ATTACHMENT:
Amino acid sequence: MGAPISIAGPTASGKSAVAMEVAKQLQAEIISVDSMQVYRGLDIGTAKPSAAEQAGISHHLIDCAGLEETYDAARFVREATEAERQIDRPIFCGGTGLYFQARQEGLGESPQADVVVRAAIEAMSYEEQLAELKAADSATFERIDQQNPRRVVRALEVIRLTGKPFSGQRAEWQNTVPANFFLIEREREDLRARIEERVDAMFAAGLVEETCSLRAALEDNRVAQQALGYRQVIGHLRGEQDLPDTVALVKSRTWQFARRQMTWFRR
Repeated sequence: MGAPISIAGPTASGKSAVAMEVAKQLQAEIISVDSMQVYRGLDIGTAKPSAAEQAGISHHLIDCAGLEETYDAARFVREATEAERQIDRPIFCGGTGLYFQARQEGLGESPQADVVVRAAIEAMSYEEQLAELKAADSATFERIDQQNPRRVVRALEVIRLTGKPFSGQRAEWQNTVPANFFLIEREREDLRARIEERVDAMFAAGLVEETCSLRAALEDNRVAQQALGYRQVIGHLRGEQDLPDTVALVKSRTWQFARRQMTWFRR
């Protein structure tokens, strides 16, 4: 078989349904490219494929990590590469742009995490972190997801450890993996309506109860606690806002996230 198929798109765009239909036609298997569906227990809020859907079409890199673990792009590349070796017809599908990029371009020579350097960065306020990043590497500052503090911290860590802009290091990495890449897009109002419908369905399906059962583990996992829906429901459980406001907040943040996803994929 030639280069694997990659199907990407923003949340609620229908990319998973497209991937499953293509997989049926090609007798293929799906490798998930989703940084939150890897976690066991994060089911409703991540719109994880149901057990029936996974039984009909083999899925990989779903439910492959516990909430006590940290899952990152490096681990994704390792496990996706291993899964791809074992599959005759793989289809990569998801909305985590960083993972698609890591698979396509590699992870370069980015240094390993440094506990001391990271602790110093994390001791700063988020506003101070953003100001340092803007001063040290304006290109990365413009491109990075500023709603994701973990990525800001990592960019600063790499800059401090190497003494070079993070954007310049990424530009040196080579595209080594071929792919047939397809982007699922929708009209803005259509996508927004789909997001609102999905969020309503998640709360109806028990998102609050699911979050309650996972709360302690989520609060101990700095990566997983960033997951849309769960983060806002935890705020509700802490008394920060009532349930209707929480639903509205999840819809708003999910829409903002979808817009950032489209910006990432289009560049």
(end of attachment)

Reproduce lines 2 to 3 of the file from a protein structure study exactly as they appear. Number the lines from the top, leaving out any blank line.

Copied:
Repeated sequence: MGAPISIAGPTASGKSAVAMEVAKQLQAEIISVDSMQVYRGLDIGTAKPSAAEQAGISHHLIDCAGLEETYDAARFVREATEAERQIDRPIFCGGTGLYFQARQEGLGESPQADVVVRAAIEAMSYEEQLAELKAADSATFERIDQQNPRRVVRALEVIRLTGKPFSGQRAEWQNTVPANFFLIEREREDLRARIEERVDAMFAAGLVEETCSLRAALEDNRVAQQALGYRQVIGHLRGEQDLPDTVALVKSRTWQFARRQMTWFRR
């Protein structure tokens, strides 16, 4: 078989349904490219494929990590590469742009995490972190997801450890993996309506109860606690806002996230 198929798109765009239909036609298997569906227990809020859907079409890199673990792009590349070796017809599908990029371009020579350097960065306020990043590497500052503090911290860590802009290091990495890449897009109002419908369905399906059962583990996992829906429901459980406001907040943040996803994929 030639280069694997990659199907990407923003949340609620229908990319998973497209991937499953293509997989049926090609007798293929799906490798998930989703940084939150890897976690066991994060089911409703991540719109994880149901057990029936996974039984009909083999899925990989779903439910492959516990909430006590940290899952990152490096681990994704390792496990996706291993899964791809074992599959005759793989289809990569998801909305985590960083993972698609890591698979396509590699992870370069980015240094390993440094506990001391990271602790110093994390001791700063988020506003101070953003100001340092803007001063040290304006290109990365413009491109990075500023709603994701973990990525800001990592960019600063790499800059401090190497003494070079993070954007310049990424530009040196080579595209080594071929792919047939397809982007699922929708009209803005259509996508927004789909997001609102999905969020309503998640709360109806028990998102609050699911979050309650996972709360302690989520609060101990700095990566997983960033997951849309769960983060806002935890705020509700802490008394920060009532349930209707929480639903509205999840819809708003999910829409903002979808817009950032489209910006990432289009560049």